Ymir, the first being in Norse myth, is the first creator, who gives life to a number of beings, and a giant who is more serviceable dead than alive. (Odin and his brothers make the world out his body.) There is a real tension in the Ymir story between these two views of him, reflecting the ambiguous attitude of Norse myth towards giants in general.
In the Beginning
Norse creation myth is unusual, to say the least. In the beginning was ice and fire. There were two realms, Muspell and Nifhelheim, one icy cold and the other full of fire. Eventually the area midway between them, the Ginnungagap or Yawning Void, warmed up enough for the ice to melt and life to come out of the thawing water:
Vsp. 3. Of old was the age | when Ymir lived;
Sea nor cool waves | nor sand there were;
Earth had not been, | nor heaven above,
But a yawning gap, | and grass nowhere.
Ymir was the first being to emerge from the ice, followed by a cow named Audhumla who fed him with her milk. The cow licked the salty ice and another being emerged, Buri, who found a wife and had a son Borr. In time Borr too had children, the god Odin and his two brothers. (See below for more on Buri’s wife.)
Another Eddic poem, Vafthrudnismal, doesn’t refer to the first being as Ymir, but Aurgelmir. While the name Ymir goes back to an Indo-European root meaning “twin” and connects him to the Indian god Yama, Aurgelmir means “mud-roarer”, a less cosmic-sounding name altogether. (Although it may make you think of the prison escape in Raising Arizona.)
Aurgelmir has a lineage: he has a son, Thrudgelmir (strong-roarer) and a grandson, Bergelmir (mountian-roarer). The verse doesn’t mention any female giants, which leads to another question.
How Do Giants Reproduce?
According to the Eddic poem Vafthrudnismal:
33. They say that under that frost-giant’s arm,
at the same time a boy and girl grew;
one leg with the another of that wise giant
got a six-headed son.
(All translations from Andy Orchard’s Edda.)
Unlike Odin’s ancestor Buri, who is described as fair of face, we can see that the giants were meant to be grotesque – this may be one reason why they reproduce in odd ways.
John Lindow suggests that the giants’ ability to reproduce asexually as well as in the usual way was a threat to gods and humans. (Many giant females have children with various gods and heroes, so we know that they can have children that way as well.) The god Thor clearly sees this as part of his reason for smashing giants, saying:
23. great would be the giant-race, if they all lived,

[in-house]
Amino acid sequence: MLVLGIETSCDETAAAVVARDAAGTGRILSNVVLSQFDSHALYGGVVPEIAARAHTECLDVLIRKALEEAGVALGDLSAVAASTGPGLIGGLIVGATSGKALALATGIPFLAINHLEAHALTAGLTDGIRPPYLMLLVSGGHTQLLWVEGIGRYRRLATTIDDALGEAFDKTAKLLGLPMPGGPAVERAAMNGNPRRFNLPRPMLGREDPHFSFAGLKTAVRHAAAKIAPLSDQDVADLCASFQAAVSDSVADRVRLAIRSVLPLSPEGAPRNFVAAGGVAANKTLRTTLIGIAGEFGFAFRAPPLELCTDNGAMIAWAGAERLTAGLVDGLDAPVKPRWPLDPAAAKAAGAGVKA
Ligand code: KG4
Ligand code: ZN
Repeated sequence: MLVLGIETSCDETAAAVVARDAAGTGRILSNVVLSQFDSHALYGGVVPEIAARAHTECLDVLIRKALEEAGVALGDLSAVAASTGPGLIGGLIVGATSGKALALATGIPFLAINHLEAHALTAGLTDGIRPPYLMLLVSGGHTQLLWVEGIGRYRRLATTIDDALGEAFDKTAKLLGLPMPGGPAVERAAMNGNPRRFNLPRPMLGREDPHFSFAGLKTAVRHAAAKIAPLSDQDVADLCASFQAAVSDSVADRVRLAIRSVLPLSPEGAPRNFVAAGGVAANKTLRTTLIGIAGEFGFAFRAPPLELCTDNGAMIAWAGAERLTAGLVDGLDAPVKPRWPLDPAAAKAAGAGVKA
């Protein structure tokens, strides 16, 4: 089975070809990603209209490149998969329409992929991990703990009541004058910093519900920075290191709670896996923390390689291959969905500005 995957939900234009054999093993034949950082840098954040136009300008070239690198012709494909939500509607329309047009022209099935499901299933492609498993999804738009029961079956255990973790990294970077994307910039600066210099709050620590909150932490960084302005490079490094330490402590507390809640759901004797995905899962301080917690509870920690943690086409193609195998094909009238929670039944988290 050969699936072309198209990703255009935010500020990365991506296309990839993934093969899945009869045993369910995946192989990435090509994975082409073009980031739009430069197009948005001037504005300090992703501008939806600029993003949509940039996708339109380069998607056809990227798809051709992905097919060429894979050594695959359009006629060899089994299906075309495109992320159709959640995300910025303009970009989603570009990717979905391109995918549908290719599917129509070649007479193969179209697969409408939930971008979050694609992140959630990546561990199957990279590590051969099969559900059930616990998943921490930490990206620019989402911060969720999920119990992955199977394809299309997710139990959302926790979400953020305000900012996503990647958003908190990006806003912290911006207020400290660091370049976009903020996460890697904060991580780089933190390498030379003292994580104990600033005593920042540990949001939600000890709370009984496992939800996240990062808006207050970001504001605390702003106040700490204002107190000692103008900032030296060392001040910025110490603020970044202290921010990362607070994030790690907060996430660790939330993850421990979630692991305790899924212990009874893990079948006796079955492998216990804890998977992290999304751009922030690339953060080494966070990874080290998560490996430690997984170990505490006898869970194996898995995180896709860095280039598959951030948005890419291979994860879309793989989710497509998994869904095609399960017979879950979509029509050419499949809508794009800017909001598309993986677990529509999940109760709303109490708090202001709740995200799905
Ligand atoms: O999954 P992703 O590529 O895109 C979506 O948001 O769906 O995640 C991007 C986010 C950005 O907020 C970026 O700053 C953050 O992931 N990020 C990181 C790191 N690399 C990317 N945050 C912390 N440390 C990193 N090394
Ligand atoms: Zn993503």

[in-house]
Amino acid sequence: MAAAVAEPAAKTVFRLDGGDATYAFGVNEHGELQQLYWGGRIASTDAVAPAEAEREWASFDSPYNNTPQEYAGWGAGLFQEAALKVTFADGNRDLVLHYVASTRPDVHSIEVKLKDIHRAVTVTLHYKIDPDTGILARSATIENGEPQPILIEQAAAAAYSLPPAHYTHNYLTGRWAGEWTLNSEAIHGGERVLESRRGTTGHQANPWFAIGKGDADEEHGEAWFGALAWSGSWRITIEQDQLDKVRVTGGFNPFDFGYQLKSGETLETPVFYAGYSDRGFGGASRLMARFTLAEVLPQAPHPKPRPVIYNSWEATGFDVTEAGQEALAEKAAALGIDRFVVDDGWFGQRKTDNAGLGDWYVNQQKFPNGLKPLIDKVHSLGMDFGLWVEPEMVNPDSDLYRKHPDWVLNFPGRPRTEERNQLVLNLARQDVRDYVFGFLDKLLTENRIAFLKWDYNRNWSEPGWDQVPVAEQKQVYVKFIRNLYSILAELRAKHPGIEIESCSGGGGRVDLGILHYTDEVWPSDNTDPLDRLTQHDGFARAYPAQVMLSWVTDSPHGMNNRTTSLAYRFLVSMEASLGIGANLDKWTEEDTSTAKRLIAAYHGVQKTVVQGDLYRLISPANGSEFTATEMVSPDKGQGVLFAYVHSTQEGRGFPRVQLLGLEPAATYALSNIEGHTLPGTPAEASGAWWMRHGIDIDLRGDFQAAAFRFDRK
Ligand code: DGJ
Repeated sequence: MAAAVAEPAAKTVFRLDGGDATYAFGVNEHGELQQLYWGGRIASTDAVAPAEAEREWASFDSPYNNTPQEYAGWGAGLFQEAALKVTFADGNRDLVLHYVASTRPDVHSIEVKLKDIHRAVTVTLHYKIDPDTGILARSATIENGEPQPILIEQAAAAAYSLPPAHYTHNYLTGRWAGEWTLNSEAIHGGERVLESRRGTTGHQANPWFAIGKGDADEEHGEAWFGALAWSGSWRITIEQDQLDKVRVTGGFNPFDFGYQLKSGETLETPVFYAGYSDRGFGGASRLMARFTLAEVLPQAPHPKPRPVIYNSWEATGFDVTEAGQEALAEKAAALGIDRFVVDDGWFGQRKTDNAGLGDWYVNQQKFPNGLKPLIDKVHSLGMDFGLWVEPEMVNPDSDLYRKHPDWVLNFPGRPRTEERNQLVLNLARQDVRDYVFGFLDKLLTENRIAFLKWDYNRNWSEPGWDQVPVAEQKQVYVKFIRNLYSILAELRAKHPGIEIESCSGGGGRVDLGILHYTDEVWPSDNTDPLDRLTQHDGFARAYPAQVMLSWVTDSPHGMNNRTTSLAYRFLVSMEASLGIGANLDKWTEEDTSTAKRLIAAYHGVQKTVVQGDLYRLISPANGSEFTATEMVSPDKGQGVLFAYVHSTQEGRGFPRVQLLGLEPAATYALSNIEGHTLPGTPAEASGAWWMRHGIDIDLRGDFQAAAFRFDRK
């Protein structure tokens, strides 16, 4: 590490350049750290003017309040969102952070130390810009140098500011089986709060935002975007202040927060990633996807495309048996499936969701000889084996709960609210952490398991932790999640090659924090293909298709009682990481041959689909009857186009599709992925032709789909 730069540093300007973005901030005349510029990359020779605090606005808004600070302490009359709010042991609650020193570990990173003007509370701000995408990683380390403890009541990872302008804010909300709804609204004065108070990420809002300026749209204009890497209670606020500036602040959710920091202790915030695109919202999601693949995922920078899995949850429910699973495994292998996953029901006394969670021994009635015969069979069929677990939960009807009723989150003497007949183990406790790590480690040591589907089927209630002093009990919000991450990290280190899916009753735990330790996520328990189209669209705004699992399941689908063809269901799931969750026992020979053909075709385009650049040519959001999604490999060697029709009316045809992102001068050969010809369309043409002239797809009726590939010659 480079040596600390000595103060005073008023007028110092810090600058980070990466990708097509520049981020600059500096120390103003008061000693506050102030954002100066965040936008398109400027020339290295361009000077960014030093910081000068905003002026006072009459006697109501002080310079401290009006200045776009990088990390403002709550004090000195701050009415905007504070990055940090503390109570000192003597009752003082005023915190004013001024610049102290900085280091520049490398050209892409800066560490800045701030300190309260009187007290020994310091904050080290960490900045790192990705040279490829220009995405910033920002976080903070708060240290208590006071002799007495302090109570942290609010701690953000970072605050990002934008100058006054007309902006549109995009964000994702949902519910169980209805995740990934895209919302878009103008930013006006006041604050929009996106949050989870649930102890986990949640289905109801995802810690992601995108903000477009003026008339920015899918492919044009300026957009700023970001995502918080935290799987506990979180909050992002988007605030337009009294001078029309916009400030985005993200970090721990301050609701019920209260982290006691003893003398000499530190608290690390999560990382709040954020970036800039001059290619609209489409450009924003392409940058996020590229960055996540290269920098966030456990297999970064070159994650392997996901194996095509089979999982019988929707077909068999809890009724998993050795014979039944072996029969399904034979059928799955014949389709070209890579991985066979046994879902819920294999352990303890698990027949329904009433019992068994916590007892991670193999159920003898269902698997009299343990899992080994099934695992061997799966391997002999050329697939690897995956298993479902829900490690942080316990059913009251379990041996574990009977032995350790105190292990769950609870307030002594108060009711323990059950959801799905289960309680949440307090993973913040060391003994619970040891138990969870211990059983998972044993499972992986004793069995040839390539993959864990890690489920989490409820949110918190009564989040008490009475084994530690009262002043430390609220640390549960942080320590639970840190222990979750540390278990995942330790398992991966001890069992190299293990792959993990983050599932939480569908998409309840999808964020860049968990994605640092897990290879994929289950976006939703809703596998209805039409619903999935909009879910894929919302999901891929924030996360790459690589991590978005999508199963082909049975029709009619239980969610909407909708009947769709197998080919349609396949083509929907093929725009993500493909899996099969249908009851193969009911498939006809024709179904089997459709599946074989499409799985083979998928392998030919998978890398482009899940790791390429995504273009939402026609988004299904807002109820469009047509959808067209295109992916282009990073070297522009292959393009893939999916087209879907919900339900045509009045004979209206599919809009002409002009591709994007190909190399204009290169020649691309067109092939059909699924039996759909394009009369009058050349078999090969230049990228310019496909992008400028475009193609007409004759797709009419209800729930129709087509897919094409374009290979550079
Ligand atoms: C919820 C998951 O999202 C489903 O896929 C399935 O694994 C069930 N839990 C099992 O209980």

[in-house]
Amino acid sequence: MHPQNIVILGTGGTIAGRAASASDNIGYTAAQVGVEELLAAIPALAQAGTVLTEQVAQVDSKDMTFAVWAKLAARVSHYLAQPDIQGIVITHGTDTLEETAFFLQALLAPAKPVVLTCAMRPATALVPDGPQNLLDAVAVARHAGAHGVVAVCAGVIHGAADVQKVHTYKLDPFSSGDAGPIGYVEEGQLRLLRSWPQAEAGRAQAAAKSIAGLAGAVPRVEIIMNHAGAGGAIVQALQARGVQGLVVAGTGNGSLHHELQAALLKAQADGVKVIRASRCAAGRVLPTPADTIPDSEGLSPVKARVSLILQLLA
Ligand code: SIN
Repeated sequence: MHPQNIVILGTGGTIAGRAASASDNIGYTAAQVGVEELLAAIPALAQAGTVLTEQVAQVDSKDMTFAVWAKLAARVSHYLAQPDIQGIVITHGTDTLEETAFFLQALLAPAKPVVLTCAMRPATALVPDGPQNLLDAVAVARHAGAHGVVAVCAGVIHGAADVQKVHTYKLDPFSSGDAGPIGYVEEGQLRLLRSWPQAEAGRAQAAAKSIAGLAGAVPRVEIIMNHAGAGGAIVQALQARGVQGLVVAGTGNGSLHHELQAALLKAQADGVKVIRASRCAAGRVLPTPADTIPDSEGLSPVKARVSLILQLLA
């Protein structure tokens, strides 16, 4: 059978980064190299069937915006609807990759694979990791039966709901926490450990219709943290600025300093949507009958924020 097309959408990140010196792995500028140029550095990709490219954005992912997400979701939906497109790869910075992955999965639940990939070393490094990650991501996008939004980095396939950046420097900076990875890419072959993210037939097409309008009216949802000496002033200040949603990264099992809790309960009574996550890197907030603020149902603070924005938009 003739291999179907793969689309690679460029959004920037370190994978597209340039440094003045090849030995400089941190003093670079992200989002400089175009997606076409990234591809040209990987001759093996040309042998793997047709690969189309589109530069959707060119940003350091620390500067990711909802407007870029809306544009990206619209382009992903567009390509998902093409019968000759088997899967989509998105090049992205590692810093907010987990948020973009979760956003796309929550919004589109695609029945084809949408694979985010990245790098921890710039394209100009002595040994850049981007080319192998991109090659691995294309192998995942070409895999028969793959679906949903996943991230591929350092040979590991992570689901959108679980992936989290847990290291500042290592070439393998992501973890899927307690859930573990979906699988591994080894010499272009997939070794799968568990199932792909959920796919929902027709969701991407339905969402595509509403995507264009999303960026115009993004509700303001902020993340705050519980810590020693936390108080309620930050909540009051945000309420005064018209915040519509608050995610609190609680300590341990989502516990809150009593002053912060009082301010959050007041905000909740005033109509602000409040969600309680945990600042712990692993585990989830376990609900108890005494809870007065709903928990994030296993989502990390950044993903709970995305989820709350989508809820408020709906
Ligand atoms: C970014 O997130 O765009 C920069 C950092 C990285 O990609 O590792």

mankind would be nothing, under middle-earth.
Other scholars see Ymir as a hermaphrodite, however, in which case his power to reproduce would be limited to him. This Ymir fits better into a pattern of bisexual cosmic beings who create the first things and beings. Where he differs from others like the Egyptian Atum is that he is also seen as the monster who is killed and broken up to actually make the world, like the Babylonian Tiamat.
Depending on how you translate some parts of Ymir’s story, you can understand him and his descendants as poisonous, evil beings or else as beings generated from cold. (Kristensen: 150) Or perhaps both Vafthrudnismal intended that the eitrdropr (ice/venom drops) could be read either way, leaving it open whether giants were poisonous or merely cold:
31. From Elivagar dripped venom-drops,
which grew till a giant formed,
[from there came all our lines together:
so all is ever too awesome.]
In Snorri’s prose version:
The streams called Ice-waves, those which were so long come from the fountain-heads that the yeasty venom upon them had hardened like the slag that runs out of the fire,–these then became ice; and when the ice halted and ceased to run, then it froze over above. But the drizzling rain that rose from the venom congealed to rime, and the rime increased, frost over frost, each over the other, even into Ginnungagap, the Yawning Void.
While the Eddic stanza doesn’t make any judgements about Ymir’s nature, when Snorri quotes it he follows it by saying that Ymir and all his descendants were evil. (Faulkes: 11) In a way, the dialogue sums up the ambiguity around Ymir. King Gylfi asks, not unreasonably, if Ymir, as the first being, is considered a god, only to be told very firmly that Ymir was an evil being. This may be a rationalization of the next part of Ymir’s story.
First Person to Die
According to Snorri Sturluson, it was Odin and his two brothers who made the world as we see it today. As part of that ordering, they killed the giant Ymir and made the world out of his body. Grimnismal, which gives us the names of everything, says:
21. From Ymir’s flesh the earth was formed,
And the rocks from out of his bones;
the sky from the skulll of the ice-cold giant